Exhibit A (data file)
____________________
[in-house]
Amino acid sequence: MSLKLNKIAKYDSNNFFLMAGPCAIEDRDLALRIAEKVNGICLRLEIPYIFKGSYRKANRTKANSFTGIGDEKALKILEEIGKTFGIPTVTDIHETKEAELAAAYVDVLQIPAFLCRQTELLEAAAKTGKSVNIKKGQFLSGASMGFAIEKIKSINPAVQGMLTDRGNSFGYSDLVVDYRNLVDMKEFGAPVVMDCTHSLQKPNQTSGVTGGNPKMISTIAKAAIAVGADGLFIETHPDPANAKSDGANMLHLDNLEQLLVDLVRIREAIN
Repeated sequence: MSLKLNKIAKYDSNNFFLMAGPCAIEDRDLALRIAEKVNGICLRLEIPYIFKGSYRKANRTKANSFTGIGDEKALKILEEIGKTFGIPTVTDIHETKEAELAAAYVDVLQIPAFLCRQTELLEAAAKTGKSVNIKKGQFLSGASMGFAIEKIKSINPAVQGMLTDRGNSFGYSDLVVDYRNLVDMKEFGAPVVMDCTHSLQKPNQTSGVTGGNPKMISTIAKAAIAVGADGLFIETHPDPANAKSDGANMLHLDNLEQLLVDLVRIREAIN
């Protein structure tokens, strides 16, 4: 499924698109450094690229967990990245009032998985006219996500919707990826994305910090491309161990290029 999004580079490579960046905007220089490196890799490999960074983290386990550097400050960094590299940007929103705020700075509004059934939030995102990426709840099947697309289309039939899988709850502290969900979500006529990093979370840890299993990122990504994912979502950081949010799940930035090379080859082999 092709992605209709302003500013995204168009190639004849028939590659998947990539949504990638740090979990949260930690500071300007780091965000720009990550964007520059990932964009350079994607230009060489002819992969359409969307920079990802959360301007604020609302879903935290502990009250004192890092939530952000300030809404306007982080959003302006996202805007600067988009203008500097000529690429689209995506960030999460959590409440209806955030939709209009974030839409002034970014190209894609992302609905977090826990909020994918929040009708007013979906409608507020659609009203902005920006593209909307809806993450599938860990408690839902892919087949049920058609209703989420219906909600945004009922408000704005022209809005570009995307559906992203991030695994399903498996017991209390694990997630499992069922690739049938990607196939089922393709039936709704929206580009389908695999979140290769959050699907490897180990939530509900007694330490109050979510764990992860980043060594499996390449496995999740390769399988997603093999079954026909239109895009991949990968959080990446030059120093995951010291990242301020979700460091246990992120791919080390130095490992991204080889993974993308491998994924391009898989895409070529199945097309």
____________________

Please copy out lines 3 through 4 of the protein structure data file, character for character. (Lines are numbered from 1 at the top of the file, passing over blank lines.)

Repeated sequence: MSLKLNKIAKYDSNNFFLMAGPCAIEDRDLALRIAEKVNGICLRLEIPYIFKGSYRKANRTKANSFTGIGDEKALKILEEIGKTFGIPTVTDIHETKEAELAAAYVDVLQIPAFLCRQTELLEAAAKTGKSVNIKKGQFLSGASMGFAIEKIKSINPAVQGMLTDRGNSFGYSDLVVDYRNLVDMKEFGAPVVMDCTHSLQKPNQTSGVTGGNPKMISTIAKAAIAVGADGLFIETHPDPANAKSDGANMLHLDNLEQLLVDLVRIREAIN
């Protein structure tokens, strides 16, 4: 499924698109450094690229967990990245009032998985006219996500919707990826994305910090491309161990290029 999004580079490579960046905007220089490196890799490999960074983290386990550097400050960094590299940007929103705020700075509004059934939030995102990426709840099947697309289309039939899988709850502290969900979500006529990093979370840890299993990122990504994912979502950081949010799940930035090379080859082999 092709992605209709302003500013995204168009190639004849028939590659998947990539949504990638740090979990949260930690500071300007780091965000720009990550964007520059990932964009350079994607230009060489002819992969359409969307920079990802959360301007604020609302879903935290502990009250004192890092939530952000300030809404306007982080959003302006996202805007600067988009203008500097000529690429689209995506960030999460959590409440209806955030939709209009974030839409002034970014190209894609992302609905977090826990909020994918929040009708007013979906409608507020659609009203902005920006593209909307809806993450599938860990408690839902892919087949049920058609209703989420219906909600945004009922408000704005022209809005570009995307559906992203991030695994399903498996017991209390694990997630499992069922690739049938990607196939089922393709039936709704929206580009389908695999979140290769959050699907490897180990939530509900007694330490109050979510764990992860980043060594499996390449496995999740390769399988997603093999079954026909239109895009991949990968959080990446030059120093995951010291990242301020979700460091246990992120791919080390130095490992991204080889993974993308491998994924391009898989895409070529199945097309």